Angherr Shisspa, the band’s landmark fourth album explodes with glittery keyboard lines, speedy bass/drum workouts, emotive reed respites, and operatic female vocals that take the listener from sheer exuberance to absolute apocalypse… all performed with superhuman technique in confoundingly catchy, complex arrangements.
Sign me up!
As a bonus for today’s pick here is a live video from 2006 where the band plays every song on Angherr Shisspa along with other classics peppered throughout the set. Incredible stuff!
If you like this music, all of the other albums in their short discography are worth seeking out.
Before Michael Franti formed Spearhead and became well-known for his sunny, reggae influenced music, he focused on much harsher, more politically charged music.
The first widely known example of this was the industrial/hip-hop group called The Beatnigs. Drummer Rono Tse was also part of this heavy-hitting ensemble.
Both Rono Tse later went on to form the more successful Disposable Heroes of Hiphoprisy, which took the concepts The Beatnigs had to a much larger scale.
Disposable Heroes of Hiphoprisy’s most famous song “Television, The Drug Of The Nation” was initially a Beatnigs song. Here they are performing it in 1989, complete with power tools percussion:
Along with Michael Franti and Rono Tse, Disposable Heroes Of Hiphoprisy also included jazz guitarist Charlie Hunter before he gained larger fame playing 8-string guitar in instrumental ensembles.
It is interesting to hear him in this context. The crazed, Public Enemy / Bomb Squad style beats, Gil Scott-Heron inspired spoken word and lyrics encased in a barrage of samples is pretty different than what he (and even Michael Franti) are known for nowadays.
Here’s Disposable Heroes Of Hiphoprisy’s take on “Television”:
They were also a powerful, live act. Here they are performing “Famous And Dandy (Like Amos And Andy)” (ironically?) on late night television:
Here they are performing their version of the Dead Kennedy’s “California Uber Alles” at a club show:
Their live act was so good they eventually opened for U2 on a portion of their Zoo TV tour, along with Primus!
U2 was so into the group, that even after they were off the tour itself, their music was still incorporated into their massive show introduction.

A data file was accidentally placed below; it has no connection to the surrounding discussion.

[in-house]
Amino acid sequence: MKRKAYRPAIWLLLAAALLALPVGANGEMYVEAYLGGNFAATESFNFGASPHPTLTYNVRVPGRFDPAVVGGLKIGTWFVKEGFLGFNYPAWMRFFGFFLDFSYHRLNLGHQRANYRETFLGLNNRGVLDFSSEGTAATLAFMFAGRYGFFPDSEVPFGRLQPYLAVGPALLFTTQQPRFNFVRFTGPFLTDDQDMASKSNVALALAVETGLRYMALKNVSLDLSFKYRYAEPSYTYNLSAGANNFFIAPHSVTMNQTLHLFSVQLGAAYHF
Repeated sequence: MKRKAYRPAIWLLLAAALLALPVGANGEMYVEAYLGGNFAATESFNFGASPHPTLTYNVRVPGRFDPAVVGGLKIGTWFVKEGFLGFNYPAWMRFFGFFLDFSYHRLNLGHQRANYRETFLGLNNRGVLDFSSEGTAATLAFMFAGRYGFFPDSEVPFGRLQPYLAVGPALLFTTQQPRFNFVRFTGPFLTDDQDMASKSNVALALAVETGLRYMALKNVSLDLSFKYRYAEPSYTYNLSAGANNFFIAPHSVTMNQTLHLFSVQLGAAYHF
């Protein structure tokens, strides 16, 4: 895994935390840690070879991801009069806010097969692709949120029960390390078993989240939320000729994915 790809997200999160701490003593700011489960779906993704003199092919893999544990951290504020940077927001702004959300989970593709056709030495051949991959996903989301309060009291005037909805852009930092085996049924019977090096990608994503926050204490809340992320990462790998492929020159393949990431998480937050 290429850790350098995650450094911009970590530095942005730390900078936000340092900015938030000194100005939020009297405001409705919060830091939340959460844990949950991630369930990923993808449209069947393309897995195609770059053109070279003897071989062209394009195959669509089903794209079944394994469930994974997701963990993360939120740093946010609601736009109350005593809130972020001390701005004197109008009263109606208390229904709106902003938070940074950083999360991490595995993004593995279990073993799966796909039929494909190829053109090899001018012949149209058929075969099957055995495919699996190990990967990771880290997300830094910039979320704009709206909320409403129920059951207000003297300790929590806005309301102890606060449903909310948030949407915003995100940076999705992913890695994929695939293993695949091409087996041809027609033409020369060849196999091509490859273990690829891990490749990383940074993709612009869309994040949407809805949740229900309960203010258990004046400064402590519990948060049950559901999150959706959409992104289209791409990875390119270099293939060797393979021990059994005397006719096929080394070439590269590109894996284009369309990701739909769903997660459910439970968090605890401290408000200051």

Disposable Heroes Of Hiphoprisy only put out two albums (the second one being the backing band for William S. Burroughs reading selections of his works). So their first album, Hypocrisy Is the Greatest Luxury, remains their definitive musical statement.
Stephen Perkins is best known as the drummer of the 90s alternative rock bands Jane’s Addiction and Porno For Pyros. However, his skills go beyond plain ol’ rock n’ roll.
After Porno For Pyros dissolved following their 1996 tour, Stephen Perkins started a more jazz and improvisation-based band called Banyan.
He recruited bassist extraordinaire Mike Watt to join (Watt also appeared on Porno For Pyro’s Good God’s Urge) along with guitarist extraordinaire Nels Cline (who is now with Wilco) and Money Mark (of Beastie Boys / Grand Royal fame). They put out a self-titled album with this membership in 1997, which is decent.
In 1999, Stephen Perkins expanded the Banyan concept, including a wider variety of styles (funk, metal, world music, hip-hop along with the jazz fusion) with a much larger ensemble and released Anytime At All, which is today’s pick.
The musicians who appear on the album is lengthy and amazing. Along with Mike Watt and Nels Cline the following bigger names are also on board along with a smattering of less famous individuals:
Rob Wasserman (bass)
John Frusciante (guitar)
Martyn LeNoble (bass)
They still play shows and tour sporadically. Here is some bonkers live footage of Banyan playing in 2005, keeping the spirit alive:
However, Banyan has not put out another studio album since 1999, so Anytime At All remains the best place to hear their music outside of a live context.